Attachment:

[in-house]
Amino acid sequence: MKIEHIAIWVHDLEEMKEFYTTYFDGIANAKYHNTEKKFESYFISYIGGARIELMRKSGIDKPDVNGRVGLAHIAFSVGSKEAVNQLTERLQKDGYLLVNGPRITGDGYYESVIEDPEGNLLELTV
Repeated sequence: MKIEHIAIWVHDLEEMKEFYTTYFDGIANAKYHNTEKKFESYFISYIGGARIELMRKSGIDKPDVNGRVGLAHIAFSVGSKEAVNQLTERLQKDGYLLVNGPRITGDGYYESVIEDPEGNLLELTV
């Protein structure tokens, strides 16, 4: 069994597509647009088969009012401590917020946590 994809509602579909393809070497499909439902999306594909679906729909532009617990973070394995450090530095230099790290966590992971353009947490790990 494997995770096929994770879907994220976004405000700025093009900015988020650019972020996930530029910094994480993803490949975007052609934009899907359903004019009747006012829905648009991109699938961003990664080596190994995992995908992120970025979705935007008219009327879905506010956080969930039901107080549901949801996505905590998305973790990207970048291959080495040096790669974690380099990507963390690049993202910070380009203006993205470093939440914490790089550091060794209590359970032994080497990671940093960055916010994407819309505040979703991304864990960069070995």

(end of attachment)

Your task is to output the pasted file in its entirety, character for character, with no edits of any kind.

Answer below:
[in-house]
Amino acid sequence: MKIEHIAIWVHDLEEMKEFYTTYFDGIANAKYHNTEKKFESYFISYIGGARIELMRKSGIDKPDVNGRVGLAHIAFSVGSKEAVNQLTERLQKDGYLLVNGPRITGDGYYESVIEDPEGNLLELTV
Repeated sequence: MKIEHIAIWVHDLEEMKEFYTTYFDGIANAKYHNTEKKFESYFISYIGGARIELMRKSGIDKPDVNGRVGLAHIAFSVGSKEAVNQLTERLQKDGYLLVNGPRITGDGYYESVIEDPEGNLLELTV
């Protein structure tokens, strides 16, 4: 069994597509647009088969009012401590917020946590 994809509602579909393809070497499909439902999306594909679906729909532009617990973070394995450090530095230099790290966590992971353009947490790990 494997995770096929994770879907994220976004405000700025093009900015988020650019972020996930530029910094994480993803490949975007052609934009899907359903004019009747006012829905648009991109699938961003990664080596190994995992995908992120970025979705935007008219009327879905506010956080969930039901107080549901949801996505905590998305973790990207970048291959080495040096790669974690380099990507963390690049993202910070380009203006993205470093939440914490790089550091060794209590359970032994080497990671940093960055916010994407819309505040979703991304864990960069070995």